In place of the original Victorian man'o'war we climb aboard a submarine in CBBC colours, the close quarters a perfect fit for this teeny theatre. Elegant Captain Corcoran and his crew of, er, three prepare for the visit of the 'ruler of the Queen's Navee', Sir Joseph Porter. When not nurturing the martime career for which he is, by his own cheerful admission, totally unqualified, he is in pursuit of the captain's lovely daughter, a Jackie Kennedy lookalike in Rachel Szmukler's 60s-influenced design.
But Josephine is in love with a common rating, and he with her. Will they ever tell their love? Will love conquer all? You bet. But there's much fun to be had to on the way. John Savournin directs this show with the wit and ingenuity that leave bigger companies standing. They could do with him at English National Opera.
Every inch counts on H.M.S. Pinafore. Photo: Robert Workman
Sir Joseph's outlandish first entry is a masterstroke, and this is a winning performance by Joseph Shovelton as the self-congratulatory peer. Matthew Palmer, one of several Mikado returnees, is an eager and urbane Corcoran, whose lovely singing is rewarded with that great Act II paeon to the moon. Philip Lee is Ralph Rackstraw, the rather too rough-and-ready lover of Josephine, but the scintillating performance by Alys Roberts makes her an artist to listen out for not only here with Charles Court, but elsewhere on the circuit. She has already made her mark with first-rate talent-spotters Opera Holland Park.
Wherever Sir Joseph goes, librettist WS Gilbert had him accompanied by 'his sisters and his cousins, who he reckons up by dozens, and his aunts'. There's not a lot of room on a sub for that entourage, but we have quirky Cousin Hebe (Catrine Kirkman), an aunt who appears in a most unexpected form, and (briefly) one sister, sketched in by Jennie Jacobs, whose main role in the evening is that of Little Buttercup, a seller of trinkets and the captain's soulmate.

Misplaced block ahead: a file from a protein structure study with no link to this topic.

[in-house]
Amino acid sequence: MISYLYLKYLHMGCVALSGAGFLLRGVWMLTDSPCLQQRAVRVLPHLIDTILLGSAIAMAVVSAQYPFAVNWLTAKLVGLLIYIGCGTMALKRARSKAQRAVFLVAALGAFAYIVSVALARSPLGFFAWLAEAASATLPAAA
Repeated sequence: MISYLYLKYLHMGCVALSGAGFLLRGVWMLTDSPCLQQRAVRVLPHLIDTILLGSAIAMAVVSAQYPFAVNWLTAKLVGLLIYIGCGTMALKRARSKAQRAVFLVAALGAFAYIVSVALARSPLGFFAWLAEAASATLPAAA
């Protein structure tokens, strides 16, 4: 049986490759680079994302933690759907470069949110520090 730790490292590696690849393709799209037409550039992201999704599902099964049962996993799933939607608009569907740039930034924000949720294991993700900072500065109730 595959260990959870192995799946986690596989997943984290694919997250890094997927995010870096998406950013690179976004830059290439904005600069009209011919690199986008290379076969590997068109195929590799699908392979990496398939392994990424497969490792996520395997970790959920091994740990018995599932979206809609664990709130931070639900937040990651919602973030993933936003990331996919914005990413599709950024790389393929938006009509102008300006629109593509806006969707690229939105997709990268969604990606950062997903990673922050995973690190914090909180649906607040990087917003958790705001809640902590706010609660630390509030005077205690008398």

Emotional entanglements snag on the difference between the social class of the lovers. But 'love can level ranks', as the Act II trio goes so winsomely, and that will fix everything, especially once Buttercup spills the beans...
Cousin Hebe (Catrine Kirkman, in blue shorts) and Sir Joseph's sister (Jennie Jacobs) light up the stage. Photo: Robert Workman
Musical director David Eaton pulls off another feat, serving up Arthur Sullivan's rich score from the keyboard.
HMS Pinafore first opened in London on 25 May 1878 and ran for 571 performances. As many as 150 unauthorised productions were staged in the US, which loved the operettas by librettist WS Gilbert and composer Arthur Sullivan almost as much as Victorian Britain. It's a great operetta for older children too: a version especially for children was a huge success in its day. It was lovely to see youngsters on the front row.
As long as self-regarding nobodies bluff their way to the top in British public life, as long as the accident of birth alone determines your likely route from cradle to grave, as long as English exceptionalism keeps it adrift from the realities of modern life, Gilbert and Sullivan are right on the money. In other words, H.M.S. Pinafore never goes out of fashion. G&S4EVA!
H.M.S. Pinafore is sung in English. Performances are Tuesday to Sunday, with matinees on some Saturdays and Sundays
|What||H.M.S. Pinafore review , King's Head Theatre, Islington|
|Where||The King's Head Theatre, 115 Upper St, N1 1QN | MAP|
|Nearest tube||Angel (underground)|
10 Apr 19 – 11 May 19, 7:00 PM – 9:15 PM
|Website||Click here for more information and booking|